Dimensions of poverty and inconsistent condom use among youth in urban Kenya

Alena Davidoff-Gore, Nancy Luke, Salome Wawire

Research output: Contribution to journalArticle

28 Scopus citations

Abstract

To date, research on the link between poverty and unsafe sexual behaviors has utilized limited measures of socioeconomic status and has overlooked key dimensions of poverty at the individual level. This study explored how various dimensions of socioeconomic status are associated with inconsistent condom use and how these associations vary by gender. We analyzed unique life history survey data from 261 young men and women in Kisumu, Kenya, and conducted analyses based on 959 person-months in which respondents had been sexually active in nonmarital relationships. Dependent variables were inconsistent condom use (not always using a condom) and never use of condoms. Condoms were used inconsistently in 57% of months and were never used in 31%. Corroborating existing literature, lower household wealth and lower educational attainment were associated with inconsistent condom use. Lower individual economic status (lower earned income, food insufficiency, and larger material transfers from partners) were also important determinants of inconsistent condom use. There were no significant differences in these associations by gender, with the exception of food insufficiency, which increased the risk of inconsistent condom use for young women but not for young men. None of these individual measures of socioeconomic status were associated with never use of a condom. The findings suggest that both household- and individual-level measures of socioeconomic status are important correlates of condom use and that individual economic resources play a crucial role in negotiations over the highest level of usage. The results highlight the importance of poverty in shaping sexual behavior, and, in particular, that increasing individual access to resources beyond the household, including ensuring access to food and providing educational and work opportunities, could prove to be effective strategies for decreasing the risk of HIV among youth.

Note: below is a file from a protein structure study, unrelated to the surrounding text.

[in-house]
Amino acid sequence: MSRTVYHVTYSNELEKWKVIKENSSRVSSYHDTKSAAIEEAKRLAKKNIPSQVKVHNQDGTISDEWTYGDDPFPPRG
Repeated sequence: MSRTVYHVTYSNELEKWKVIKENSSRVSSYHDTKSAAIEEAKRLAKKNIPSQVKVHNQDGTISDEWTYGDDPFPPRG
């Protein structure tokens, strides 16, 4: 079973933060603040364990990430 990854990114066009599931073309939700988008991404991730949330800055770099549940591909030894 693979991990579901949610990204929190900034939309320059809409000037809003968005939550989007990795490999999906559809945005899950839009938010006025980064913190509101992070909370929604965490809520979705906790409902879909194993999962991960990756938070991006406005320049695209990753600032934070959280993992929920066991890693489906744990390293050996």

Original languageEnglish (US)
Pages (from-to)1282-1290
Number of pages9
JournalAIDS Care - Psychological and Socio-Medical Aspects of AIDS/HIV
Volume23
Issue number10
DOIs
StatePublished - Oct 1 2011

All Science Journal Classification (ASJC) codes

  • Health(social science)
  • Social Psychology
  • Public Health, Environmental and Occupational Health

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